I would be willing to wager that a single customer (as opposed to a group of customers) would be more influenced by the quality of the service. Since the “normal” behavior aspect of tipping is not observed by anyone but the server with a single customer, I would expect the “economic” aspect of tipping to take over. However with a group of people, social norms come into play and each person feels a pressure to leave a more “socially acceptable” tip.

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  4. sully says:

    At a high-end restaurant, where a meal might be over $100pp, I EXPECT good service. Any service less than good and my tip percent goes down quickly. At casual restaurants, I am not expecting exceptional service, but if its busy and i can tell the waiter/ress is doing her best in an understaffed restaurant, my tip percent goes up more quickly.

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  5. Scott says:

    If I go to a restaurant where I sit down and they bring the food to me, I like to tip using this formula 1.5a+0.1b where a is the number of people eating and b is how much the restaurant charges. So if I went out to eat with my wife and the bill was $20, I would tip $5. If the bill were $50, I would tip $8. I use this method because I don’t think that working in an expensive restaurant is that much harder than working in a cafe, but for some reason I still feel that the tip should reflect the amount on the bill.

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  6. Josh says:

    Check out Michael Lynn’s work. Recently in the Journal of Economic Psychology, Feb 2012, pp 90-103: Who uses tips as a reward for service and when? An examination of potential moderators of the service–tipping relationship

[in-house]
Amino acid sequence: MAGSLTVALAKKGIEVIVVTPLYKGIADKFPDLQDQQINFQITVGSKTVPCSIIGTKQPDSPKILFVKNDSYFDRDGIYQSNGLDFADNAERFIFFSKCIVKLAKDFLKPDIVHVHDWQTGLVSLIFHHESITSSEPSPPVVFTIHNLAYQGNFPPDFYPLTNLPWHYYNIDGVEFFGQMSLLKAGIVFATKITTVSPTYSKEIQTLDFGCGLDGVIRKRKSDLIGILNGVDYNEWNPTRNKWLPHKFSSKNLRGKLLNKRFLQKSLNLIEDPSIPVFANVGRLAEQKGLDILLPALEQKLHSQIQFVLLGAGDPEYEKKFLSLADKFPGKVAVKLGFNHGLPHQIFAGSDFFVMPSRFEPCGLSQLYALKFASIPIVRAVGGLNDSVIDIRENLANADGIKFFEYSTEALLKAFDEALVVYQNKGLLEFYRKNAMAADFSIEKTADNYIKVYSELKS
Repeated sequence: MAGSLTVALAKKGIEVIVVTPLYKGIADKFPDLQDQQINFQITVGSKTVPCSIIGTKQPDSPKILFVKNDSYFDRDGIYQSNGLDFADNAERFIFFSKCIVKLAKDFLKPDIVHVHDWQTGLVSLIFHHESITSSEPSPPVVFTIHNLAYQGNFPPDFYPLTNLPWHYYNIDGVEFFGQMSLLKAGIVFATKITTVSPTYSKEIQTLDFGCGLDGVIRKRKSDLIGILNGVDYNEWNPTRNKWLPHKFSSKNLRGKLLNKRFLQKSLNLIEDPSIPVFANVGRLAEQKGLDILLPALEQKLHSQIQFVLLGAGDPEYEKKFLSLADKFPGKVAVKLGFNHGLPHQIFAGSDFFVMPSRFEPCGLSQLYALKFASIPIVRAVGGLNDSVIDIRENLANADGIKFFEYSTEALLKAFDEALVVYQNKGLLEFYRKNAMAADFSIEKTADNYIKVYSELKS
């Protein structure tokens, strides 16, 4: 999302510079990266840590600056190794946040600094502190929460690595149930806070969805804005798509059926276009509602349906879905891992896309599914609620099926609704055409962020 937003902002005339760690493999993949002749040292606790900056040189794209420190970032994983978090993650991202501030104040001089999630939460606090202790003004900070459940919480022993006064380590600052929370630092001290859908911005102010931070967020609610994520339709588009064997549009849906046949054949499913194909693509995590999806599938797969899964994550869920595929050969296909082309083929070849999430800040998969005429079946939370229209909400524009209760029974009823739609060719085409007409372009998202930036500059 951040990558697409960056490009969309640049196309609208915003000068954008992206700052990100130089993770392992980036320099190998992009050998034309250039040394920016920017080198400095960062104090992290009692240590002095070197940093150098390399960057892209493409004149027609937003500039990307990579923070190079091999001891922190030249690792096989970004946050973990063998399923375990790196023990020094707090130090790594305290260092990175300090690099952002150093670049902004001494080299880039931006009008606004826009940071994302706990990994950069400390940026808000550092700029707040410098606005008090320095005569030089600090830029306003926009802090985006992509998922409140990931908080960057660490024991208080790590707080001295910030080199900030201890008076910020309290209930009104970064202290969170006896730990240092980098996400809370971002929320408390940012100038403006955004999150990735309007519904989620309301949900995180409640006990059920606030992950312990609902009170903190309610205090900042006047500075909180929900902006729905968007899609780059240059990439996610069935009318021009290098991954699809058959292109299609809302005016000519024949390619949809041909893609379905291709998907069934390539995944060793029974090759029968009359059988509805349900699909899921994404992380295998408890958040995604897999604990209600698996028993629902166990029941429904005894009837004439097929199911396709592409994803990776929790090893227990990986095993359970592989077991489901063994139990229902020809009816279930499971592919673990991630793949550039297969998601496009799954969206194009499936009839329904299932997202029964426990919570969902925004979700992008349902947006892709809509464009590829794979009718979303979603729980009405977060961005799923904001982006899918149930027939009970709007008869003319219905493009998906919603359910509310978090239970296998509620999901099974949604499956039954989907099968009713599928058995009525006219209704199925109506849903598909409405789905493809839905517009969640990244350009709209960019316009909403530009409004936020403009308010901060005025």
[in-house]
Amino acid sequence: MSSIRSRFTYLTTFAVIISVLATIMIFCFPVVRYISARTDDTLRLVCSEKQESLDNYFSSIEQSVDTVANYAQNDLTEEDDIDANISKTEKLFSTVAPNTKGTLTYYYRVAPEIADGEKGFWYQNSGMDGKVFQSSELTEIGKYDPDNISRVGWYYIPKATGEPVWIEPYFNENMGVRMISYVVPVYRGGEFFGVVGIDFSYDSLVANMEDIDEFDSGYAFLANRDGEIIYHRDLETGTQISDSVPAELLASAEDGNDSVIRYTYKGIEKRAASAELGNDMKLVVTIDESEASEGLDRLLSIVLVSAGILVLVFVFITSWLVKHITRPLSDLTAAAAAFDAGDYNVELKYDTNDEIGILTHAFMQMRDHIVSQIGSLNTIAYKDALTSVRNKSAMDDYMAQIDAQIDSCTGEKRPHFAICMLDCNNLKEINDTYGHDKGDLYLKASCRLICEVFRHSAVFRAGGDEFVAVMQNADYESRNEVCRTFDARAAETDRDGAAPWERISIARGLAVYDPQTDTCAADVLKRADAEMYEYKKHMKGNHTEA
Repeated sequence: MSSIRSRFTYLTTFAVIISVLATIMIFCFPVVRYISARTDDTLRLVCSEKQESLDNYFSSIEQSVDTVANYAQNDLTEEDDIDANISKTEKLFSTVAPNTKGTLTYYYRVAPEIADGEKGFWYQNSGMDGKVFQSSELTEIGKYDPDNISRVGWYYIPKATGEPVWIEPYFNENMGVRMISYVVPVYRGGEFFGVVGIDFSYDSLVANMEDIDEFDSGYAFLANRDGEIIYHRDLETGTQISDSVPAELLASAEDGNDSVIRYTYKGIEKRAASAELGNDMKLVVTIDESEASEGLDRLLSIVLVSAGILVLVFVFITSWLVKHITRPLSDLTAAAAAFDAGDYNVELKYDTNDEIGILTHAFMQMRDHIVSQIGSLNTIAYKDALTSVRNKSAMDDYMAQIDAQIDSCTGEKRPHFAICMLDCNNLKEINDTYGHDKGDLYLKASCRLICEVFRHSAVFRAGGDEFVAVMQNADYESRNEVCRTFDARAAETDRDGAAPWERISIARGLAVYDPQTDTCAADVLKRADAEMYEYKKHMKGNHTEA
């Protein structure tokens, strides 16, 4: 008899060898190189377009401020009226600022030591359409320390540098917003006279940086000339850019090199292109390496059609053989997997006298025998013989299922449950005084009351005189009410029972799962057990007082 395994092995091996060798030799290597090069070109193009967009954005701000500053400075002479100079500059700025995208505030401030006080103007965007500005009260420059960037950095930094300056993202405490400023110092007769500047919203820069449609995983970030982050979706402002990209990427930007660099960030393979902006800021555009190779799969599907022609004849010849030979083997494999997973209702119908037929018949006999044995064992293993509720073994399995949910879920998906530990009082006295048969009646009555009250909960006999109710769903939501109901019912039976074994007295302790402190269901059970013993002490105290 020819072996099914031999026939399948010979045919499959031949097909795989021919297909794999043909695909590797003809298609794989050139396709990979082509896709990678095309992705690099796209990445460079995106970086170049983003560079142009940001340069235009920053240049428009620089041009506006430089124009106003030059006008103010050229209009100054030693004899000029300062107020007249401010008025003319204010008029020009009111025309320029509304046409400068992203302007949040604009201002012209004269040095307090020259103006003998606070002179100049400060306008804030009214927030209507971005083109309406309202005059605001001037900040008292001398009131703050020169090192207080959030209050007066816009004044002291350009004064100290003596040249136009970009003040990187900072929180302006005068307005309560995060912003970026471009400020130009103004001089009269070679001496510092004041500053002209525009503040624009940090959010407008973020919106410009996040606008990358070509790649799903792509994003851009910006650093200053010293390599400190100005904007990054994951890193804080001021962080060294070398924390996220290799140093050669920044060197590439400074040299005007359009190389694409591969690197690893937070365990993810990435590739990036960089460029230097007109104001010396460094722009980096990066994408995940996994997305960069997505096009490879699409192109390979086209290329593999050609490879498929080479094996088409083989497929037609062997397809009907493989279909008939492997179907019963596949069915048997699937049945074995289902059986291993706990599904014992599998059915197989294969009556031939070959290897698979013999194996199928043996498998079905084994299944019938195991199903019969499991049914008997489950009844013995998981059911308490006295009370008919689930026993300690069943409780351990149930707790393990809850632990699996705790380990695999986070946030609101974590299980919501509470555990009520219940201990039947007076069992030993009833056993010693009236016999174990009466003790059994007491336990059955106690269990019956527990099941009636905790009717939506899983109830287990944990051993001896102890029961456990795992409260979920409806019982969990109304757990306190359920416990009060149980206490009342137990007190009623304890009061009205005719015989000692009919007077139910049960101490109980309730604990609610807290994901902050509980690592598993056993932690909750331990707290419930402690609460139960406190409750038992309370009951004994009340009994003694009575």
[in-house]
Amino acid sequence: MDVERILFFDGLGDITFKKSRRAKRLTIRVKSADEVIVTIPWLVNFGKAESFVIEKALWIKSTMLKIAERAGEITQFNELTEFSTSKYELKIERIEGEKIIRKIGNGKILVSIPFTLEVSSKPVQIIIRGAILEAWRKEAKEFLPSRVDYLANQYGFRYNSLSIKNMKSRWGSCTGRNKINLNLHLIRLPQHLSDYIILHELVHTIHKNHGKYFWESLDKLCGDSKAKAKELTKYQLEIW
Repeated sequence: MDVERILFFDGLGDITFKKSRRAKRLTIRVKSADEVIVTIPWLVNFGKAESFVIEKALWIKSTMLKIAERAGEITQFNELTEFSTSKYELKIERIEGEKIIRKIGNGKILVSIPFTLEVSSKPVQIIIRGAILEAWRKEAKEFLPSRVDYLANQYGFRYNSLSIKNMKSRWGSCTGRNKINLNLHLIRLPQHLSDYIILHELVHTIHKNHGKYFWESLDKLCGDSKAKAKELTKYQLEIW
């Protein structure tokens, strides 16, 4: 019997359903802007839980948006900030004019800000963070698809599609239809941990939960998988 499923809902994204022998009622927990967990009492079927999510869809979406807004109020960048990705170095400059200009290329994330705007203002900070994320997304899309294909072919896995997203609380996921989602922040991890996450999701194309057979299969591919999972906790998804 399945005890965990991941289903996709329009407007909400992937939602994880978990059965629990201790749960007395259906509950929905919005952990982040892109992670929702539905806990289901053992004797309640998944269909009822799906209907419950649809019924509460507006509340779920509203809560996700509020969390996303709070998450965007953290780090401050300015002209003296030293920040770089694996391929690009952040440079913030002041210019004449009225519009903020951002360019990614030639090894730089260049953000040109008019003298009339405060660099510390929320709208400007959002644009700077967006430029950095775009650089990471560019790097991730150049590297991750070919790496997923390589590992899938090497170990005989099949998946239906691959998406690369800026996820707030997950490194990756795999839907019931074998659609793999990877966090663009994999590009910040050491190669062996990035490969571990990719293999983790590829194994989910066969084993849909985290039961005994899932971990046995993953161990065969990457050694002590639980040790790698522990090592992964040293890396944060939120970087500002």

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  7. Clancy says:

    There may not be an individual effect, but there seems to be a society-level effect. It seems to me that societies and cultures where tipping is expected have a much higher level of service overall than ones where tipping is rare.

    But which is the cause and which is the effect? Or are they both effects of a culture of generosity and friendliness?

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    • Emlyn says:

      Based on my observations, I would agree with that assessment. I’m a Brit, and while in the US I try to tip like a local (20%?). Originally, I approached this negatively but ended up being blown away by the service I received.

      I am still somewhat perplexed by institutionalised tipping, and have been curious about the chicken-egg situation were it to miraculously become the norm in Britain.

      When at home I tip up to the nearest £5 note as standard, only deviating up or down (back to the “actual” price… sorry…) when the service is extremely good/bad; so I guess I support the original hypotheses (albeit, from the cheaper side of the Atlantic).

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  8. Mark Russell says:

    I tip because I am aware that service workers in Murka are considered little better than slaves, and are paid virtually nothing.